Save the 99 Cent Stores
Java Discount is a 99 cent store in a Brooklyn neighborhood populated by aesthetically pleasing restaurants and cafes plastered with warm wood and artisanal cocktails — Greenpoint. It is also a business that is valuable to many people in the neighborhood. Unfortunately, due to rising rents and the insidious tentacles of gentrification, it looks like it might be going out of business.
Their lease expired in 2013 but their landlord let them pay rent month to month. When their landlord fell ill, a relative took over and is now trying to sell the building. The loss of the store will affect the neighborhood, populated as it is with artisanal cocktail dispensaries and overpriced hamburgers.
“You can thumb your nose that this is mass-produced, cheap stuff from China, but we’ve become reliant on it,” said Heather Letzkus, who’s lived across the street from Java Discount since it opened. Letzkus, an artist, shops at the store for plastic cups to mix paint, lavender-scented ammonia to clean her floors, batteries, candles and other gear.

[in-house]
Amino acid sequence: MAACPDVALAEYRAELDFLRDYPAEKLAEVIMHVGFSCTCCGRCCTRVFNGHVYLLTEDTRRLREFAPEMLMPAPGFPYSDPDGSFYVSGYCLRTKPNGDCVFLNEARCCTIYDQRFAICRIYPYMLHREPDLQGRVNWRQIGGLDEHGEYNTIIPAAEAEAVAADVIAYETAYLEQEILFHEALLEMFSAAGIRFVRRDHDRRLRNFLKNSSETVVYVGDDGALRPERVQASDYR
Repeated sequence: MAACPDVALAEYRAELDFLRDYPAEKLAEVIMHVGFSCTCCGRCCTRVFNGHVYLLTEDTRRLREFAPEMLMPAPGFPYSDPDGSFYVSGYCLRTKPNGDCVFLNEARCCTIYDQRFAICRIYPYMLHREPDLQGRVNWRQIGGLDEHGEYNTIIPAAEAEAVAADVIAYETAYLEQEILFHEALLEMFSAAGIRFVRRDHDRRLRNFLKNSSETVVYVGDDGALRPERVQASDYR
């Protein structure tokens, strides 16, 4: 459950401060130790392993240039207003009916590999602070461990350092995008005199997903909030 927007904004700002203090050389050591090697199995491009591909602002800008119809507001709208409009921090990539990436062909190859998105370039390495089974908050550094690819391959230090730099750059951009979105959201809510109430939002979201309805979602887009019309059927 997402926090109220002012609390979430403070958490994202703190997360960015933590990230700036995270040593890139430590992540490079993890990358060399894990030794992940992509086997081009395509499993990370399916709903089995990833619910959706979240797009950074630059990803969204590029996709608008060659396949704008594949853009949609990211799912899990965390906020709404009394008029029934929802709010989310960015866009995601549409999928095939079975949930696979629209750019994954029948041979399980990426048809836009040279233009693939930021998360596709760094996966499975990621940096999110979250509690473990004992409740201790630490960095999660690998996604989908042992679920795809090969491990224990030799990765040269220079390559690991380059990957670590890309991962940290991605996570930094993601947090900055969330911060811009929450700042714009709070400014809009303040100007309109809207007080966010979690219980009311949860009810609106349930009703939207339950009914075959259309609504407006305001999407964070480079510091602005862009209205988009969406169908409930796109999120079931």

“It’s not sexy but it’s needed,” she said. “If you want a place to get anything, this is pretty much it.”
People in the neighborhood need a dollar store more so than they really “need” a place that sells cheese. This dollar store is emblematic of a larger issue, of course. When Java Discount eventually closes, it will be replaced by something that caters to the newcomers with the money to spend.
Dollar stores are wonderful neighborhood institutions that straddle the line between grocery store, drug store and bodega, essential for when you first move to a new place and don’t have your bearings quite yet, but desperately need toilet paper, a mixing bowl and sheets. There’s no shinier, new and improved version of a dollar store that could effectively take their place — part of their magic is in the random assortment of goods and how they somehow always have what you need.
Do you shop at dollar stores? Is there one that’s particularly close to your heart? Does this kind of slow-burning gentrification make you angry or is it just me?
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